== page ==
In this study, we examine how the influence of the family on occupational success fluctuates when studying different points across individuals’ lives (i.e., from career entry to midlife). Resource theories propose that individuals with more parental resources will continue to profit as they get to later life-stages, increasing their advantage over others. In contrast, signaling theories predict that parental resources will lose their importance when children advance in their career, since employers will increasingly select on actual worker productivity, not social background. To shed some light on these theories, we use data from the German Socioeconomic Panel Survey (SOEP). Multilevel SEM sibling models are applied in which individuals (N = 12,443) are nested in families (N = 7,766). These models assess the extent to which siblings are similar with respect to occupational status as opposed to individuals to which they are not related, enabling the estimation of a broad measure of family and community effects. We divide this broad measure into direct impact and indirect impact via education. Our results indicate that the indirect family impact increases after the child's career entry up to the ages 30 and 35, stabilizing thereafter. The direct effect shows a similar yet more stable pattern, as the effect as well as the variations with age are much smaller. Finally, the proportion of family-level variance explained by measured family indicators increases over the life-course.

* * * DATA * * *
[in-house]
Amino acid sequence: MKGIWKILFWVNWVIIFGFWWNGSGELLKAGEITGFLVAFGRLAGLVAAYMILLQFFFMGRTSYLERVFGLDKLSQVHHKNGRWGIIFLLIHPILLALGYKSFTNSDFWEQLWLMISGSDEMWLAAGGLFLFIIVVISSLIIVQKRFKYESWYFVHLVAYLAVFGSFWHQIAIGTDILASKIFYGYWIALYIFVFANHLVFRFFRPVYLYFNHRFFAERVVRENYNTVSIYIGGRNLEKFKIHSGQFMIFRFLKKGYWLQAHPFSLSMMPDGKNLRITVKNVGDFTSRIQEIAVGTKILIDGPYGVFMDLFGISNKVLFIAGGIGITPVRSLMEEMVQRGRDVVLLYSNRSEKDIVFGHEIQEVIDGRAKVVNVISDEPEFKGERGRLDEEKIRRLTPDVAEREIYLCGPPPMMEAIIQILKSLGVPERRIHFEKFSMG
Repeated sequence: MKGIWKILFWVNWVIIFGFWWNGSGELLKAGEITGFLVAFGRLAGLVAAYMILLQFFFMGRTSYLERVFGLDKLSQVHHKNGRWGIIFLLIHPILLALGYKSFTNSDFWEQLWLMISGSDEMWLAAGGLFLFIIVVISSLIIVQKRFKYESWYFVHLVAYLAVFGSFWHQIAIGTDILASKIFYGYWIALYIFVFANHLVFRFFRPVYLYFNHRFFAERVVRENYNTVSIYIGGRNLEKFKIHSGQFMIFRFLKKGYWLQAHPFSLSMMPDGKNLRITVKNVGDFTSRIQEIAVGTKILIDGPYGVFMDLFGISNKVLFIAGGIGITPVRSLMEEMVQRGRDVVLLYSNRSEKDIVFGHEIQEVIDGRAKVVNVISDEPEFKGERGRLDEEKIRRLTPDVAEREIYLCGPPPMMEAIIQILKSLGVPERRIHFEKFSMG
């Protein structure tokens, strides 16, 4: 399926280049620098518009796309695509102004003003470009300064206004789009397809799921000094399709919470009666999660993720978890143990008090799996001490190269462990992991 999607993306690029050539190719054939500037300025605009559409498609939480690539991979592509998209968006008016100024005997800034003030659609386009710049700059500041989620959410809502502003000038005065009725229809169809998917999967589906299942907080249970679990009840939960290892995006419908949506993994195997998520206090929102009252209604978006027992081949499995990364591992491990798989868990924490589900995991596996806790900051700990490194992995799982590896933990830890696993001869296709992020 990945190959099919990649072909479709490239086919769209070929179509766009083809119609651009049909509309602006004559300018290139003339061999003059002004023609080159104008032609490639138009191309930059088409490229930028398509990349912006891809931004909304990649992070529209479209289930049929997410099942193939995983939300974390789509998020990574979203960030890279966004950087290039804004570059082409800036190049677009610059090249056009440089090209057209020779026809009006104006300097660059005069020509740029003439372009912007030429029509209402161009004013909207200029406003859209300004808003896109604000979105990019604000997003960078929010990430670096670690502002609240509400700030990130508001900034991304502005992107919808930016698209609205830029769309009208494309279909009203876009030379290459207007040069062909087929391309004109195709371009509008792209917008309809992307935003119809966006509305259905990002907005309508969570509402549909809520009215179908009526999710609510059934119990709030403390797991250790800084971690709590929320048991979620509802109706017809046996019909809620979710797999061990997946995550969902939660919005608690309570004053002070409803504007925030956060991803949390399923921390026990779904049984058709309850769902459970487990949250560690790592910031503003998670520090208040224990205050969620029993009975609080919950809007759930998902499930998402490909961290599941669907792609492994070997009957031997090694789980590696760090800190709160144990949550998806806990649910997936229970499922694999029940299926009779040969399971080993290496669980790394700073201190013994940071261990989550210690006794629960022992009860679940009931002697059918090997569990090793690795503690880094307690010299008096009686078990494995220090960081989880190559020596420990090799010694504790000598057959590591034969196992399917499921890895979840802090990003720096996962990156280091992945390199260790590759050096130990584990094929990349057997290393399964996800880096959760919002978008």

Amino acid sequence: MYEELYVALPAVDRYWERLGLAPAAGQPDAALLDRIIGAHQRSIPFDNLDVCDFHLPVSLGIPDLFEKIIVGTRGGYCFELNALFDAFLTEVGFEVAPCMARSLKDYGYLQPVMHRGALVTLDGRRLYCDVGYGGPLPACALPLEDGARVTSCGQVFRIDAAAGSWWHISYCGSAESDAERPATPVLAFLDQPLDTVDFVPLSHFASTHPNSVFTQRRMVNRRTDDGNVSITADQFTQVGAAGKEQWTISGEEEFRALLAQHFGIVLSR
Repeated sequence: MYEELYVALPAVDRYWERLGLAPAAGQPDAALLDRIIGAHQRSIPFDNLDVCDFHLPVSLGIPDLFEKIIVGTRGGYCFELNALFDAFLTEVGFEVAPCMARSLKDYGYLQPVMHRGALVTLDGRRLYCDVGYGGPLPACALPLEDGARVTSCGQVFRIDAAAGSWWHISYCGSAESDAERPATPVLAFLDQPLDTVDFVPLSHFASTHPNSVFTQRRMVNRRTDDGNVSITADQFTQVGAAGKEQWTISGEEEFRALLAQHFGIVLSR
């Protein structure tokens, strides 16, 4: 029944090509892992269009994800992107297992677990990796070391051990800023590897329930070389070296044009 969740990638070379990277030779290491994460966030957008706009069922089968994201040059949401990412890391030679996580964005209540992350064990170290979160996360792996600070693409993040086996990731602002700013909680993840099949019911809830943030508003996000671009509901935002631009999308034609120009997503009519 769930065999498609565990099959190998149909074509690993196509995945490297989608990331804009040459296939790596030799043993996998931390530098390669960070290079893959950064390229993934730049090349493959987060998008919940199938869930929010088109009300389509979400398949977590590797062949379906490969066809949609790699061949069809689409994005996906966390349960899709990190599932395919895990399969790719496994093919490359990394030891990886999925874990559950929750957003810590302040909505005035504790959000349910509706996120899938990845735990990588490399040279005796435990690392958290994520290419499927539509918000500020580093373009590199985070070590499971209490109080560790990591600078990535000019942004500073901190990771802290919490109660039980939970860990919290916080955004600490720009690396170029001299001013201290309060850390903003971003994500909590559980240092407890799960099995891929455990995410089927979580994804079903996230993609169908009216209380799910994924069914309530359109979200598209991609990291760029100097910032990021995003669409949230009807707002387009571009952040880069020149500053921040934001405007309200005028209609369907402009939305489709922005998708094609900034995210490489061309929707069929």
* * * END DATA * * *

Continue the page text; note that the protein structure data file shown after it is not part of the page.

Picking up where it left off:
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- Career mobility
- Multilevel SEM
- Occupational attainment
- Sibling models